This depends on whether the parent designs the program themselves or they get a pre-designed program or curriculum. It can be pretty time-consuming to do it yourself, but if you really enjoy it, it can be a great process to go through with your child. You both learn as you go along. But this is a very time-consuming approach if you want to do it well.
If you don’t have the time or background to do it yourself, then there are a variety of choices for pre-designed programs. Whichever program you choose, make sure it has hands-on experiments and activities as a primary focus.
If you want to get the most effective learning per hour of study, video-based programs can’t be matched. There’s just so much more that can be conveyed through a video showing step-by-step how to do an experiment. And I don’t mean silly animated cartoon-character video clips. I’m talking about videos that show real teachers or scientists demonstrating and explaining. Diagrams and drawings in books just can’t come close to showing how to build a particular experiment or illustrating how something like an engine works.
Some programs allow kids to work more independently and are designed to be self-guided, others require more parent involvement. Make sure the program you get matches the style you want to use. Some require lots of parent involvement and can’t be used independently. And some programs accommodate both styles.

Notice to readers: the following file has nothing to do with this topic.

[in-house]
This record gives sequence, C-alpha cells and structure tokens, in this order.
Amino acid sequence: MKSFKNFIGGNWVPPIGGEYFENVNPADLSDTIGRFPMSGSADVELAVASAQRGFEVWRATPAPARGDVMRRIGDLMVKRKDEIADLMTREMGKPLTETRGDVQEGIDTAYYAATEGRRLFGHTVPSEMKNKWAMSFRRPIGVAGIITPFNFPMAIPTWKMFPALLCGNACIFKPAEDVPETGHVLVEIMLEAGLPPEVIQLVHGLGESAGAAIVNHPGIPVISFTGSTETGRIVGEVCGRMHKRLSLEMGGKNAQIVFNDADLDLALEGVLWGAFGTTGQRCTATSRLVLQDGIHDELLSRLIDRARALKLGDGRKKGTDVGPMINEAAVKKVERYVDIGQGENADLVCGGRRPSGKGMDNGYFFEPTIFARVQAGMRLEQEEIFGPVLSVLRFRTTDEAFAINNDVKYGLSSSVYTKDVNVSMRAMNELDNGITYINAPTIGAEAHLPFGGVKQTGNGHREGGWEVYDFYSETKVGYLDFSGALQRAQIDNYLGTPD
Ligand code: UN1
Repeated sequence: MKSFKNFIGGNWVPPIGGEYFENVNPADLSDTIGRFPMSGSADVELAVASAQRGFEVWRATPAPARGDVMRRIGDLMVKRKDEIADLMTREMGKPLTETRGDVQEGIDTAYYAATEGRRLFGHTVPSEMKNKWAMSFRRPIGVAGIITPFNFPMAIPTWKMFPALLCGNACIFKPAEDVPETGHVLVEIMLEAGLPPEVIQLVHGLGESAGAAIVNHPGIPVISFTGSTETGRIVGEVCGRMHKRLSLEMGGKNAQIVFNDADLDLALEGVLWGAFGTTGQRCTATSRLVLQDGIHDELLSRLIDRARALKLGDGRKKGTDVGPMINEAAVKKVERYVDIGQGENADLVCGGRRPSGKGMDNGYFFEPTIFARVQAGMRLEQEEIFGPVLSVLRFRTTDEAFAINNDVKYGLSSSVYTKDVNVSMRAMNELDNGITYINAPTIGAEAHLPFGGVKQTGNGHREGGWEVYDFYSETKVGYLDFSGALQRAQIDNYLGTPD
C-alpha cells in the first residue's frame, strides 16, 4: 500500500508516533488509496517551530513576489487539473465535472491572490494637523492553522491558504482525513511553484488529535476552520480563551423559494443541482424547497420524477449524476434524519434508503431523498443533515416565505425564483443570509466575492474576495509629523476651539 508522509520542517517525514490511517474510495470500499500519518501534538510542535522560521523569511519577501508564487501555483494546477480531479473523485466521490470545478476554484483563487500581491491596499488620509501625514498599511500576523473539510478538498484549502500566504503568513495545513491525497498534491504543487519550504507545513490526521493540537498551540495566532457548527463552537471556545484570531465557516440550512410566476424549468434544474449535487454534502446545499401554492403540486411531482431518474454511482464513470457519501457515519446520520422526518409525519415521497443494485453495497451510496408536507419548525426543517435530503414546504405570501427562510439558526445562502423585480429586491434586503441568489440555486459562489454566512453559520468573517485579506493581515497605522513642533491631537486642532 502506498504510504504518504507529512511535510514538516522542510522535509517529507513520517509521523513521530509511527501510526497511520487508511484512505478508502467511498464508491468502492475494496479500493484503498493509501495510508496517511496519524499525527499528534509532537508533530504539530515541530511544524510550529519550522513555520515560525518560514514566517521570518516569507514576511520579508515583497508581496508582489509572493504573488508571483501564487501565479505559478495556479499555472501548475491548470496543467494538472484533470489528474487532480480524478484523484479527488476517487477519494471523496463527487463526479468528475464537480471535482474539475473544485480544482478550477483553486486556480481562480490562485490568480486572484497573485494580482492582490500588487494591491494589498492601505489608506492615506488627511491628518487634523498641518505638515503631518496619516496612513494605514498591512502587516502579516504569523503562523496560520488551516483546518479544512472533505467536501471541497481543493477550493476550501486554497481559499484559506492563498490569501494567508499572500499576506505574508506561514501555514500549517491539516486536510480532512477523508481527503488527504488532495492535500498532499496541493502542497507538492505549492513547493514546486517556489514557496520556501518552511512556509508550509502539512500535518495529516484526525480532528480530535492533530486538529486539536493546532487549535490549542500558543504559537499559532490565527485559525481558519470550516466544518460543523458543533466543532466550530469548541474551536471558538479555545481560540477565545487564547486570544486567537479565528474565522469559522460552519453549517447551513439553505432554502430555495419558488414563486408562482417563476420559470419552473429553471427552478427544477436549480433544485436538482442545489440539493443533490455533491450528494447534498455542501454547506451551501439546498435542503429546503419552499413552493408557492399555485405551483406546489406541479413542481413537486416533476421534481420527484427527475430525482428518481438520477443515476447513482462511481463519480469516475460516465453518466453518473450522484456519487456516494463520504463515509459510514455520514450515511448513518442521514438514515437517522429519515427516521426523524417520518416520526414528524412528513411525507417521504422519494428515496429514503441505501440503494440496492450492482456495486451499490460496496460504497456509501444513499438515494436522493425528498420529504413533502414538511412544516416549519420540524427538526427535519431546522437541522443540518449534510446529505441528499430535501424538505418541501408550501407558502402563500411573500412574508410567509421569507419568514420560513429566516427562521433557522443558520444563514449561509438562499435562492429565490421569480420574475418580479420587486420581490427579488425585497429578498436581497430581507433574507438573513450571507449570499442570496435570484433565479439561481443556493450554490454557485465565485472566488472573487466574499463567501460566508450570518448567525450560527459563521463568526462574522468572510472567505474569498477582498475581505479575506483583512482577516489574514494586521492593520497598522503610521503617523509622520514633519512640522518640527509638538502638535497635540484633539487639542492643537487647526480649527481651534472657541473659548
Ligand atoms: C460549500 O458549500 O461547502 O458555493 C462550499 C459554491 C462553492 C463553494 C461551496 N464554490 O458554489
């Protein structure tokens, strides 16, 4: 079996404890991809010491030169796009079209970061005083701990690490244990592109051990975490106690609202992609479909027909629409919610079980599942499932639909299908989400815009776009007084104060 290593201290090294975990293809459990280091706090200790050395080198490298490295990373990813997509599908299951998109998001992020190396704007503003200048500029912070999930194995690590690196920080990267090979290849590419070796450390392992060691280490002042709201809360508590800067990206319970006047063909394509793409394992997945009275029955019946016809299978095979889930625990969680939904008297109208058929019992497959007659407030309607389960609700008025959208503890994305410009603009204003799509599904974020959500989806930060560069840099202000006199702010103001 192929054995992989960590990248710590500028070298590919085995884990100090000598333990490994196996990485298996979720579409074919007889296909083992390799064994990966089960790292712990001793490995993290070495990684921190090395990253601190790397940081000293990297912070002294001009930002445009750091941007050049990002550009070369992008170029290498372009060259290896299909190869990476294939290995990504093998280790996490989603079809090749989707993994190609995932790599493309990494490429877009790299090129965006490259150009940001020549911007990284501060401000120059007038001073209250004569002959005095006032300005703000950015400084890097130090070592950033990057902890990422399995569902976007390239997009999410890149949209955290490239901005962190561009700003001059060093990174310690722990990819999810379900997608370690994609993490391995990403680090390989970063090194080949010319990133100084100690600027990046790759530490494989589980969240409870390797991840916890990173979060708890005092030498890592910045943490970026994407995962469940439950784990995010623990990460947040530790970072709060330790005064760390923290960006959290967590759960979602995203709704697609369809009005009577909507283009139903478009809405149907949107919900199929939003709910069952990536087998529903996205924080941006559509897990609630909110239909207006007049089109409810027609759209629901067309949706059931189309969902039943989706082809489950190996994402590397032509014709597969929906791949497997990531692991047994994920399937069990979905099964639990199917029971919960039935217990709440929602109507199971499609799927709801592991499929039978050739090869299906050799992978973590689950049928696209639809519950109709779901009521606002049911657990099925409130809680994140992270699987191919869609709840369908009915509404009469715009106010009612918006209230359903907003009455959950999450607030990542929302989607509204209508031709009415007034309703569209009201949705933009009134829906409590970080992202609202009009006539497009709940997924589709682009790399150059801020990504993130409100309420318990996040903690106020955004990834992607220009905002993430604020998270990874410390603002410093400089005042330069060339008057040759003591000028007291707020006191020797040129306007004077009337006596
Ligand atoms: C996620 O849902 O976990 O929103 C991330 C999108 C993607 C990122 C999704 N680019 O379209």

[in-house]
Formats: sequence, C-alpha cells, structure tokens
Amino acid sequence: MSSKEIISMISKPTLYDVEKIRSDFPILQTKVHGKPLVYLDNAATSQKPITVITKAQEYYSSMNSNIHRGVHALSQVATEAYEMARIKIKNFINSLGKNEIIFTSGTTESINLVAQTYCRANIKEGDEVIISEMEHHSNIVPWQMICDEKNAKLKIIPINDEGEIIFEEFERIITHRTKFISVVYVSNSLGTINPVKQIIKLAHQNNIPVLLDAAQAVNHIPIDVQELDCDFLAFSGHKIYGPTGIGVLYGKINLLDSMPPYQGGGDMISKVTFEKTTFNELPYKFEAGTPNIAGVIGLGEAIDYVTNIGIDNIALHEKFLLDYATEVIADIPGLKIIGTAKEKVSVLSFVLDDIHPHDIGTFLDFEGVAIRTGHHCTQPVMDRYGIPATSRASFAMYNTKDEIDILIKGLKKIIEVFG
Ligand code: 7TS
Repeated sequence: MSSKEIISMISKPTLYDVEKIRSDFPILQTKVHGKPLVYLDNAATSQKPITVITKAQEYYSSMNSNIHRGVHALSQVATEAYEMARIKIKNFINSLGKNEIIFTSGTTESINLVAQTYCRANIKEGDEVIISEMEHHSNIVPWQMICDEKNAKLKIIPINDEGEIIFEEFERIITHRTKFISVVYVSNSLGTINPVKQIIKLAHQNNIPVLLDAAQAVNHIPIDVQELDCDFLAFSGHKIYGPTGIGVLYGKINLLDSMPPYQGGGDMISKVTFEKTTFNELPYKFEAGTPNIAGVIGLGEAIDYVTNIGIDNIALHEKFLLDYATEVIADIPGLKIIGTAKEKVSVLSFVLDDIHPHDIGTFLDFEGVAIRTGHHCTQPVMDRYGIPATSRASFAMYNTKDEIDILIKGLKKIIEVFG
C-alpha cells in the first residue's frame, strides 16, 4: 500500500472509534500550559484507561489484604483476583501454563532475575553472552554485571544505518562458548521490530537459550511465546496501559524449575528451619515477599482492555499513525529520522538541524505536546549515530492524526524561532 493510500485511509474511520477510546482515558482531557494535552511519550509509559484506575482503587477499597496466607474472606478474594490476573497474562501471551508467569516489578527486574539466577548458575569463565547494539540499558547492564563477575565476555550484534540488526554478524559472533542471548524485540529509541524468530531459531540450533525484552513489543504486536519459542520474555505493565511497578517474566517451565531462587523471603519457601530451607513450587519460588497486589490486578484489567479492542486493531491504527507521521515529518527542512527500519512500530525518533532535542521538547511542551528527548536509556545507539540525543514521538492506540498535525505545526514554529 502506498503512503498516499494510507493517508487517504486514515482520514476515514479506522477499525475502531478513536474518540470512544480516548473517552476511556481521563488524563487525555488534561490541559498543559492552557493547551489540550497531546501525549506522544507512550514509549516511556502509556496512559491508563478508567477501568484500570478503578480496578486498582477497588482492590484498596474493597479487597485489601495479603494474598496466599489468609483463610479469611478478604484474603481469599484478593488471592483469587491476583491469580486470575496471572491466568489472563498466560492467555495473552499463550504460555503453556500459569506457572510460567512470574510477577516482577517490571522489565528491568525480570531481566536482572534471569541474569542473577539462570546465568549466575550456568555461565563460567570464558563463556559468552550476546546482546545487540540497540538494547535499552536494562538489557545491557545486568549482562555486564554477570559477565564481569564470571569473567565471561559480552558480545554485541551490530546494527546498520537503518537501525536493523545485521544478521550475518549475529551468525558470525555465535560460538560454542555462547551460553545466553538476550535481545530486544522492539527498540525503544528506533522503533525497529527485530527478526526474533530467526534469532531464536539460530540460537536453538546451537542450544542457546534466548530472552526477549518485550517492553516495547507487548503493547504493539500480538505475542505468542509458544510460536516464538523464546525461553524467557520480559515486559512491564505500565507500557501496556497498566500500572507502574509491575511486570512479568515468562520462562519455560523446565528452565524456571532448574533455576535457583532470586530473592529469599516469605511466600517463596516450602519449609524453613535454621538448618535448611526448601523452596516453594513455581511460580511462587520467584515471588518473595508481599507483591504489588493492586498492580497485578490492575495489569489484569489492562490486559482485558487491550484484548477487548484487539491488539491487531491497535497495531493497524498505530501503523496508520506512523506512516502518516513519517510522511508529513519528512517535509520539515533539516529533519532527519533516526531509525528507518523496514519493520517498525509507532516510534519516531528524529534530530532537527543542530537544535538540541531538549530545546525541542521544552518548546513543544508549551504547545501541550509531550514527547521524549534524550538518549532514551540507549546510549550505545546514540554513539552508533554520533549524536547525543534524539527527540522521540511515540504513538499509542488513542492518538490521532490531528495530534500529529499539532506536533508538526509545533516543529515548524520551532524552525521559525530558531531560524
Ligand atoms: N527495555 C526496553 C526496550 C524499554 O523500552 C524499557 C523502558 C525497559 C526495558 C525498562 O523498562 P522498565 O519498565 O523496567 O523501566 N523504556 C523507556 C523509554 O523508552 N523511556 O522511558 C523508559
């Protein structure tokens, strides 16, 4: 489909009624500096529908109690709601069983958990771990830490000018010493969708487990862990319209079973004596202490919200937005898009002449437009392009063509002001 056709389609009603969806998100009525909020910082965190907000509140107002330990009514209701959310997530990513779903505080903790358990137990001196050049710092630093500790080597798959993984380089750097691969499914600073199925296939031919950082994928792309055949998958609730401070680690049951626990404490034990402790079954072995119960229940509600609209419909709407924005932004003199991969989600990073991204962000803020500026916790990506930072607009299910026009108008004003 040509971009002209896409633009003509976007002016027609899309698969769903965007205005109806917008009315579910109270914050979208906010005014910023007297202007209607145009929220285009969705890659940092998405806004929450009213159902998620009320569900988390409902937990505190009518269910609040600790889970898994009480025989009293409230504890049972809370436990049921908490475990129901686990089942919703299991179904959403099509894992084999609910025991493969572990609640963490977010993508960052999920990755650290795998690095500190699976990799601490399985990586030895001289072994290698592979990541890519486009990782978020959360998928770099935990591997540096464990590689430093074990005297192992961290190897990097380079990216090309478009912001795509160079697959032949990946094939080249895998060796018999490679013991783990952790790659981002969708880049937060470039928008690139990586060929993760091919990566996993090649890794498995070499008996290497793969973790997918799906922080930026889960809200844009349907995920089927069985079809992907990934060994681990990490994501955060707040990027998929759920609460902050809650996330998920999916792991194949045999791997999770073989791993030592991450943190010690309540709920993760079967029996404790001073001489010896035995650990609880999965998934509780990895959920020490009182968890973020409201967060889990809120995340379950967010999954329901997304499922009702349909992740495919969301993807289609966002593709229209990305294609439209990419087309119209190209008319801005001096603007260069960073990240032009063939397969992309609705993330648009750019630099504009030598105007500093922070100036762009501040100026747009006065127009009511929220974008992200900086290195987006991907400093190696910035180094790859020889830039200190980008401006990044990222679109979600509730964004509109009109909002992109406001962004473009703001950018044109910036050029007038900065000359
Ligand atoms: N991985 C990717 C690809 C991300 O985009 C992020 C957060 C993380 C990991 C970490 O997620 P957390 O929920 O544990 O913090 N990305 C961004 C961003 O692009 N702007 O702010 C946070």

For example, in our e-Science program at Supercharged Science, we’ve arranged it so it can be self-guided. We make use of detailed videos and carefully-structured lessons so that that our programs are self-guided. This makes it so a parent can just say “Go do your science.” And the program will guide their child step-by-step through the science lesson. Of course, parents can also choose to do it with their kids, but the point is, they don’t have to.
Other than having
live science teachers and labs, I don’t think you can beat a combination
of hands-on experiments and quality videos for teaching homeschool
5. Do you recommend the mom watching the videos and going through the Supercharged Science course first to get familiar with it or can the student use it without much help?
This entirely depends on the program you choose. Most of the popular science curriculums are based on textbook-type reading with a few experiments thrown in to demonstrate some concept. Often these experiments require the parents to learn them first because they’re hard to get to work right. This is frustrating and time-consuming.